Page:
If there’s one thing I’ve noticed about dedicated plein air painters, it’s their love of light and the great lengths they’ll go to behold and/or paint the perfect light condition. I myself have been known to run off a road or two as I turn my head in amazement at a striking sunset or to run out of the room mid-conversation to go gawk at a particularly beautiful Golden Hour moment, and I know there are countless others who have done similar—usually much to the chagrin and confusion of the nonartists among them.
by Edgar Payne, ca. 1918, oil, 12 x 16.
Image courtesy Edenhurst Gallery, Palm Desert, California.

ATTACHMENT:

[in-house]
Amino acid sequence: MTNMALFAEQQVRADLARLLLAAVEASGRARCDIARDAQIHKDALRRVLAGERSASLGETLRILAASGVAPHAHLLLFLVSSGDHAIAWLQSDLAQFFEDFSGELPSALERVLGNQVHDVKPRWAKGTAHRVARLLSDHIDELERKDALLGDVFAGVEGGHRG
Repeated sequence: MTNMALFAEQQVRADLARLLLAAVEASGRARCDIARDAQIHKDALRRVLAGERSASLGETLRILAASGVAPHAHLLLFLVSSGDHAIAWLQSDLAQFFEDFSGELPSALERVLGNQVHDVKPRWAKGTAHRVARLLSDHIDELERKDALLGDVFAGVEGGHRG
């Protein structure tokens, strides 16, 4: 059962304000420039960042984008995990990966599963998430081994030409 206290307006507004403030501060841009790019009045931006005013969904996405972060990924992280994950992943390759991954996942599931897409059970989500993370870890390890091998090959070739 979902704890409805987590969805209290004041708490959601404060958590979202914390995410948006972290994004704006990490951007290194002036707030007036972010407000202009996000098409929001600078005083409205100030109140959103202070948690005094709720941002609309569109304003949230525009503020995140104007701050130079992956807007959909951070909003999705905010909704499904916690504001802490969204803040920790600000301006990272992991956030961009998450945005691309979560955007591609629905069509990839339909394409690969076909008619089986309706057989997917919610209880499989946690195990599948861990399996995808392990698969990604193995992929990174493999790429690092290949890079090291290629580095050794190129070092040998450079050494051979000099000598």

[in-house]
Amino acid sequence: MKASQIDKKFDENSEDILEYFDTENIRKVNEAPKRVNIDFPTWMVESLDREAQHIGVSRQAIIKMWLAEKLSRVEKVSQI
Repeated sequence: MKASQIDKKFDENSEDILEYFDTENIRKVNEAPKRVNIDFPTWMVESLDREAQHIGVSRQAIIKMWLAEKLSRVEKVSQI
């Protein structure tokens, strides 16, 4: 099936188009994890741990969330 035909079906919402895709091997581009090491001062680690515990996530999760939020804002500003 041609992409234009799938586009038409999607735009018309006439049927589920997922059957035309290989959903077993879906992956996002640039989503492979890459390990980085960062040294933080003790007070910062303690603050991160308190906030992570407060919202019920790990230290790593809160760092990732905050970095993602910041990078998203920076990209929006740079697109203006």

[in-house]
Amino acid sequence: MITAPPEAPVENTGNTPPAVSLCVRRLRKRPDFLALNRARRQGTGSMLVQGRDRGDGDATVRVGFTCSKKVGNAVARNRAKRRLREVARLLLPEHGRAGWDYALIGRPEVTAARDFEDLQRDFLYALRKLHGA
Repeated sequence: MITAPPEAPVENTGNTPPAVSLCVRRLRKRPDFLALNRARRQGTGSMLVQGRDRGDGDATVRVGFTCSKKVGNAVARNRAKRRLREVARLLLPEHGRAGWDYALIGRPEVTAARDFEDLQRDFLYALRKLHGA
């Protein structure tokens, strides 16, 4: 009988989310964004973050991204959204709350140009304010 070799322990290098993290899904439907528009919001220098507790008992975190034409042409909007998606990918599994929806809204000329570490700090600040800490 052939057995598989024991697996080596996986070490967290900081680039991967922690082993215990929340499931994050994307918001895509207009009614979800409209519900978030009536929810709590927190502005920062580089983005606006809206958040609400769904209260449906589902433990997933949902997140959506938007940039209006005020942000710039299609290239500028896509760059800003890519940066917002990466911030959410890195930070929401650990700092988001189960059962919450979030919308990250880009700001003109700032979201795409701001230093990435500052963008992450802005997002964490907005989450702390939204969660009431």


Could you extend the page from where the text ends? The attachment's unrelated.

Perhaps the best historical case of Plein Air-itis (the uncontrollable urge to get outside and paint on a beautiful day) is the story of Edgar Payne, who, on the morning of his wedding to Elsie Palmer on November 9, 1912 asked his fiancee if she would mind calling the guests and rescheduling the wedding until later that day because “the light was perfect.” (Now that’s some serious dedication.)
I’d like to hear your stories of a particular instance where you abruptly ended a conversation, rescheduled an engagement (hopefully not your wedding), or maybe even risked your life to get a glance of, or paint, one of nature’s not-to-be-missed moments of beauty.